The OAG also found that the FCC received another 9.3 million fake comments supporting net neutrality that used fictitious identities. Most of these comments were submitted by a single person — a 19-year old college student using automated software. In all, the OAG confirmed that nearly 18 million of the more than 22 million comments the FCC received in its 2017 proceeding to repeal net neutrality rules were fake.
Additionally, the OAG’s investigation revealed that the fraud perpetrated by the various lead generators infected other government proceedings as well. Three of the lead generation firms involved in the broadband industry’s net neutrality comment campaigns had also worked on more than 100 other, unrelated campaigns to influence regulatory agencies and public officials. In nearly all of these advocacy campaigns, the lead generation firms engaged in fraud. As a result, more than 1 million fake comments were generated for other rulemaking proceedings, and more than 3.5 million fake digital signatures for letters and petitions were generated for federal and state legislators and government officials across the nation.
Attorney General James’ report recommends several reforms to root out the deception and fraud that have infected public policymaking by agencies and legislatures, including encouraging:
- Advocacy groups to take steps to ensure they have obtained valid consent from an individual before submitting a comment or message to the government on their behalf,
- Agencies and legislatures that manage electronic systems that receive comments and messages to hold advocacy groups and their vendors more accountable for the comments they submit on behalf of individuals,
- Lawmakers to strengthen laws to deter the submission of deceptive and unauthorized comments to the government, and
- Agencies to adopt technical safeguards to protect against unauthorized bulk submissions using automation.
Attorney General James also, today, announced agreements with three of the lead generators that were responsible for millions of the fake comments submitted in the net neutrality proceeding: Fluent, Inc., responsible for approximately 4.8 million fraudulent comments; Opt-Intelligence, Inc., responsible for more than 250,000 fraudulent comments; and React2Media, Inc., responsible for approximately 329,000 comments in the net neutrality proceeding (all or nearly all of which were fraudulent). Fluent and React2Media were also responsible, collectively, for millions of fake comments and messages submitted in dozens of other advocacy campaigns. The agreements with the OAG require the companies to adopt comprehensive reforms in future advocacy campaigns and pay more than $4.4 million in penalties and disgorgement.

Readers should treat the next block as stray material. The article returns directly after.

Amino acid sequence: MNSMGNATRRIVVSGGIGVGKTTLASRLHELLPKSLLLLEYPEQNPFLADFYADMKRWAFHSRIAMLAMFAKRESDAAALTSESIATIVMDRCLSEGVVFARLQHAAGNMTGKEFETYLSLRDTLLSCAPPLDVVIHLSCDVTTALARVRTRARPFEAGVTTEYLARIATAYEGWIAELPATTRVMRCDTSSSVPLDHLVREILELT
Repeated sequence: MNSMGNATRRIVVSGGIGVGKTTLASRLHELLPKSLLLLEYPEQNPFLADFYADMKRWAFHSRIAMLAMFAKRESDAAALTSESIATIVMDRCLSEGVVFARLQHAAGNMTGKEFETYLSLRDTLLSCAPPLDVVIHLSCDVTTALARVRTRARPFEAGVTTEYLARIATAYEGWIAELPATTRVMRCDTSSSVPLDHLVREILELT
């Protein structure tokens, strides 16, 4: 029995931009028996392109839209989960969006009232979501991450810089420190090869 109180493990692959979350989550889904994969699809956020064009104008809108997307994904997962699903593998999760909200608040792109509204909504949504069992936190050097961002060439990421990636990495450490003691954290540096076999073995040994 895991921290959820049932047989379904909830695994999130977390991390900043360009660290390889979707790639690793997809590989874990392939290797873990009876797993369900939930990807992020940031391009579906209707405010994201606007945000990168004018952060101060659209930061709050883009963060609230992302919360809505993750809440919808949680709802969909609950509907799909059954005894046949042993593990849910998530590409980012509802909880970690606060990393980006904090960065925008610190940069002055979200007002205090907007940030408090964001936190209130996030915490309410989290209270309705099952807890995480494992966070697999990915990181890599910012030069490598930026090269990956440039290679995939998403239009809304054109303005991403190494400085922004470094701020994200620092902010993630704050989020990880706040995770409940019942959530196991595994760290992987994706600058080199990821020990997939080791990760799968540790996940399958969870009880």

The OAG wishes to thank the offices of the attorneys general of Colorado, Massachusetts, and the District of Columbia, as well as the San Diego district attorney’s office for their assistance in this matter.
This matter was handled by Assistant Attorney General Noah Stein and Special Enforcement Counsel Jordan Adler, with assistance from Assistant Attorneys General Ezra Sternstein and Hanna Baek, Internet Technology Analyst Joe Graham, and Legal Assistants Richard Borgia and Shirly Huang — all of the Bureau of Internet and Technology, under the supervision of Deputy Bureau Chief Clark Russell and Bureau Chief Kim Berger; as well as Data Scientist Kenneth Morales, under the supervision of Deputy Director Megan Thorsfeldt and Director Jonathan Werberg of the Research and Analytics Department. The Bureau of Internet and Technology is a part of the Division for Economic Justice, which is overseen by Chief Deputy Attorney General Chris D’Angelo and First Deputy Jennifer Levy.